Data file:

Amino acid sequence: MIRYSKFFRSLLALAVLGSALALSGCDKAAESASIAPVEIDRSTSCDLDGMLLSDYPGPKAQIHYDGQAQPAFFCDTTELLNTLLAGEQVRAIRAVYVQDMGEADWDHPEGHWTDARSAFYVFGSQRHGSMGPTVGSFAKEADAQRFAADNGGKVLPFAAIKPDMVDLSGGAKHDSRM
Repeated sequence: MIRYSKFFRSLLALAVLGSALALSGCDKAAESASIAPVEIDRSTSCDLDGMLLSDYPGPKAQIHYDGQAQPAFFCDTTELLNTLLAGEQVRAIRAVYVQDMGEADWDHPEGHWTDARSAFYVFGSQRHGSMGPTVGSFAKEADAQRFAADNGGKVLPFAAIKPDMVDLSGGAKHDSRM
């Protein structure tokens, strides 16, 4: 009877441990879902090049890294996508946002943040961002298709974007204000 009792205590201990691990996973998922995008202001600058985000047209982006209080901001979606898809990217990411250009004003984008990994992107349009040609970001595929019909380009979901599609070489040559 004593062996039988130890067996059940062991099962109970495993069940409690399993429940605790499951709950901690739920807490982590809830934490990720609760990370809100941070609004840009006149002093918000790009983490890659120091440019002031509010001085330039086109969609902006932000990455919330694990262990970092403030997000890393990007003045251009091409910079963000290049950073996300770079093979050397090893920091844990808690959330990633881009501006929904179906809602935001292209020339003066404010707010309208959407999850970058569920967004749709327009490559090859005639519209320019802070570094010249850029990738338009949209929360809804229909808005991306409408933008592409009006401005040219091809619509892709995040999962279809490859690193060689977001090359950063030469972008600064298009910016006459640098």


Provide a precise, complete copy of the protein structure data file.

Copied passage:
Amino acid sequence: MIRYSKFFRSLLALAVLGSALALSGCDKAAESASIAPVEIDRSTSCDLDGMLLSDYPGPKAQIHYDGQAQPAFFCDTTELLNTLLAGEQVRAIRAVYVQDMGEADWDHPEGHWTDARSAFYVFGSQRHGSMGPTVGSFAKEADAQRFAADNGGKVLPFAAIKPDMVDLSGGAKHDSRM
Repeated sequence: MIRYSKFFRSLLALAVLGSALALSGCDKAAESASIAPVEIDRSTSCDLDGMLLSDYPGPKAQIHYDGQAQPAFFCDTTELLNTLLAGEQVRAIRAVYVQDMGEADWDHPEGHWTDARSAFYVFGSQRHGSMGPTVGSFAKEADAQRFAADNGGKVLPFAAIKPDMVDLSGGAKHDSRM
């Protein structure tokens, strides 16, 4: 009877441990879902090049890294996508946002943040961002298709974007204000 009792205590201990691990996973998922995008202001600058985000047209982006209080901001979606898809990217990411250009004003984008990994992107349009040609970001595929019909380009979901599609070489040559 004593062996039988130890067996059940062991099962109970495993069940409690399993429940605790499951709950901690739920807490982590809830934490990720609760990370809100941070609004840009006149002093918000790009983490890659120091440019002031509010001085330039086109969609902006932000990455919330694990262990970092403030997000890393990007003045251009091409910079963000290049950073996300770079093979050397090893920091844990808690959330990633881009501006929904179906809602935001292209020339003066404010707010309208959407999850970058569920967004749709327009490559090859005639519209320019802070570094010249850029990738338009949209929360809804229909808005991306409408933008592409009006401005040219091809619509892709995040999962279809490859690193060689977001090359950063030469972008600064298009910016006459640098």